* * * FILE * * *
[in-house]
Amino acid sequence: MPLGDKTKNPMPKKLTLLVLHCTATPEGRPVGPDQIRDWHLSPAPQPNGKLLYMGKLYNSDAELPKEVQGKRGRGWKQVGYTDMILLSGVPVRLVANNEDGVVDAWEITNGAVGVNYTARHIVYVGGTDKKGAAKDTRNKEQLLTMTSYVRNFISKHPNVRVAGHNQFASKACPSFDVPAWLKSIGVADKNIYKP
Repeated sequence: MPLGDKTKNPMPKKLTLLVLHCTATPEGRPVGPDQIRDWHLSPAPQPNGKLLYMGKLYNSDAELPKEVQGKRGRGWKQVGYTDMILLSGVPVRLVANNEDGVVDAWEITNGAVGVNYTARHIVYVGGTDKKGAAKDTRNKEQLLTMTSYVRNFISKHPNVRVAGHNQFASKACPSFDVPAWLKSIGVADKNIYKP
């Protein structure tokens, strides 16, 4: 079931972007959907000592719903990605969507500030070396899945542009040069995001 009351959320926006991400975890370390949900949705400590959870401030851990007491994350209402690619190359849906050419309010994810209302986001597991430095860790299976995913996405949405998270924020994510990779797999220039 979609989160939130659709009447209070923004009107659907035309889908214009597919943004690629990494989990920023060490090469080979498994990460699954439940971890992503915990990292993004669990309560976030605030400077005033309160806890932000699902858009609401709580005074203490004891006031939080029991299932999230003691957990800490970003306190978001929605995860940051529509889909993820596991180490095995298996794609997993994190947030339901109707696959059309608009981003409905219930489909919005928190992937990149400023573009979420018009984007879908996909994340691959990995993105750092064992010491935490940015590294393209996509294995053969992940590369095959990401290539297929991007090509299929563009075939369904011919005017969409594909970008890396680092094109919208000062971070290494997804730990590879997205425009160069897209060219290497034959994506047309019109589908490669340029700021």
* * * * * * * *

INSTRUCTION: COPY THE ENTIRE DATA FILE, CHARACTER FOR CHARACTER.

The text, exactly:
[in-house]
Amino acid sequence: MPLGDKTKNPMPKKLTLLVLHCTATPEGRPVGPDQIRDWHLSPAPQPNGKLLYMGKLYNSDAELPKEVQGKRGRGWKQVGYTDMILLSGVPVRLVANNEDGVVDAWEITNGAVGVNYTARHIVYVGGTDKKGAAKDTRNKEQLLTMTSYVRNFISKHPNVRVAGHNQFASKACPSFDVPAWLKSIGVADKNIYKP
Repeated sequence: MPLGDKTKNPMPKKLTLLVLHCTATPEGRPVGPDQIRDWHLSPAPQPNGKLLYMGKLYNSDAELPKEVQGKRGRGWKQVGYTDMILLSGVPVRLVANNEDGVVDAWEITNGAVGVNYTARHIVYVGGTDKKGAAKDTRNKEQLLTMTSYVRNFISKHPNVRVAGHNQFASKACPSFDVPAWLKSIGVADKNIYKP
């Protein structure tokens, strides 16, 4: 079931972007959907000592719903990605969507500030070396899945542009040069995001 009351959320926006991400975890370390949900949705400590959870401030851990007491994350209402690619190359849906050419309010994810209302986001597991430095860790299976995913996405949405998270924020994510990779797999220039 979609989160939130659709009447209070923004009107659907035309889908214009597919943004690629990494989990920023060490090469080979498994990460699954439940971890992503915990990292993004669990309560976030605030400077005033309160806890932000699902858009609401709580005074203490004891006031939080029991299932999230003691957990800490970003306190978001929605995860940051529509889909993820596991180490095995298996794609997993994190947030339901109707696959059309608009981003409905219930489909919005928190992937990149400023573009979420018009984007879908996909994340691959990995993105750092064992010491935490940015590294393209996509294995053969992940590369095959990401290539297929991007090509299929563009075939369904011919005017969409594909970008890396680092094109919208000062971070290494997804730990590879997205425009160069897209060219290497034959994506047309019109589908490669340029700021």